The doors of the "ivory tower" recently opened a bit wider in Kalamazoo, thanks to a community collaboration that includes a Good Neighbor Grant from the Kalamazoo Community Foundation.
Humanities for Everybody is a program sponsored by the University Center for the Humanities at Western Michigan University, Kalamazoo Neighborhood Housing Services and Open Doors. The program offers free classes in art history, literature, philosophy, history and writing, all taught by experienced WMU professors. The goal is to provide low- to moderate-income residents with access to university-level education in the humanities.
Rondel Yarbrough is the program coordinator for the project, which began this year with 12 participants. "We offered three five-week modules between January and May," he explains. "The students met twice a week for an hour and a half, completed homework and actively participated in class discussion and debate."
The three modules included "The Literature of Jane Austen," taught by Dr. Thomas Bailey; "The Philosophical Foundations of Education," taught by Dr. Dini Metro-Rolan; and "The African Experience in the Americas from the Beginnings to the Civil War," taught by Dr. Mariam Konate Deme.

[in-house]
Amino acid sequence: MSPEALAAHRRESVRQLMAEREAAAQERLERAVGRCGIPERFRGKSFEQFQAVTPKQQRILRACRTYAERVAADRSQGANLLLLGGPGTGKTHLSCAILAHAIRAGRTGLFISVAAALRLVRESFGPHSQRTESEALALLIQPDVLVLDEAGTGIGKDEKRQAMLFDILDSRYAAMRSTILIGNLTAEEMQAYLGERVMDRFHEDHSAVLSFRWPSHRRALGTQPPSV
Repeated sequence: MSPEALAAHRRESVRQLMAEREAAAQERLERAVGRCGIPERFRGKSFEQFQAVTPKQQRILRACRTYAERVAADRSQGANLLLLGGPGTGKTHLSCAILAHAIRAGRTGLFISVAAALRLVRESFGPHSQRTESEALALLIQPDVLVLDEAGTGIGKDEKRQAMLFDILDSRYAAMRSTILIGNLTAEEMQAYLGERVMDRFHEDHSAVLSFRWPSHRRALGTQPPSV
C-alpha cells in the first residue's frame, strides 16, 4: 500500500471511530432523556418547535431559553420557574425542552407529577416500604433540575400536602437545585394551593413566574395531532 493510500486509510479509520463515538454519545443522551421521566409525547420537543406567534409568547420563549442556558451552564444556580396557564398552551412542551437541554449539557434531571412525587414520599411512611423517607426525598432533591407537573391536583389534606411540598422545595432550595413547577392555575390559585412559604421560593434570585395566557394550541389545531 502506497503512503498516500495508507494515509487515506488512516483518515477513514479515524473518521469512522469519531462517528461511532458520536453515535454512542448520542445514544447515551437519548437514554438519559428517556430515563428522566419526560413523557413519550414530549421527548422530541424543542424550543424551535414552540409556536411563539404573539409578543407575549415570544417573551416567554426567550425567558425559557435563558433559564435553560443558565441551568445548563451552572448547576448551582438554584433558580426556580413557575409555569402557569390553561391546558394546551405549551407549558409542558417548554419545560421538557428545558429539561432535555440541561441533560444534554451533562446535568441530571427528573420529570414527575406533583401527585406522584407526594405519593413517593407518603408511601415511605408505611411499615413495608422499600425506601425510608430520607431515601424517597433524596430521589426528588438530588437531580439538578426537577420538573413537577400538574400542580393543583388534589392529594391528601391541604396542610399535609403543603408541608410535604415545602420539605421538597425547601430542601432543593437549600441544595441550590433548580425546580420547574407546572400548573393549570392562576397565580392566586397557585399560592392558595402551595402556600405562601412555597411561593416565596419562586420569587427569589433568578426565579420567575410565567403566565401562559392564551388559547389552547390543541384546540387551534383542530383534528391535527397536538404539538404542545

According to Yarbrough, students come from among those who have not had traditional access to education but are eager to learn. "For example," he says "we enrolled three homeless men and two individuals who are recovering addicts. Some of our students didn’t even have a high school diploma or GED."
Students in the Humanities for Everybody program coalesce into an intimate community of learners. They are given tools and opportunities to become more reflective, re-engage in the community and experience first-hand the potential that education has to transform their lives. In fact, there have already been practical outcomes for some members of the class. One participant just took her GED test in May, and another is scheduled for June. One man, who was essentially homeless, is now employed. And another young lady has won a scholarship and started classes at Kalamazoo Valley Community College.
According to Yarbrough, classes will start again in September for up to 20 participants. There will be five different modules of five weeks each this time, and students will be able to opt in and out of different modules. Topics will include Shakespeare and the history of Michigan.
"We have a backlog of about 30 professors who are eager to teach these classes," notes Yarbrough. "Which says a lot about both the students and the instructors. For us, the bottom line is that education is for everyone."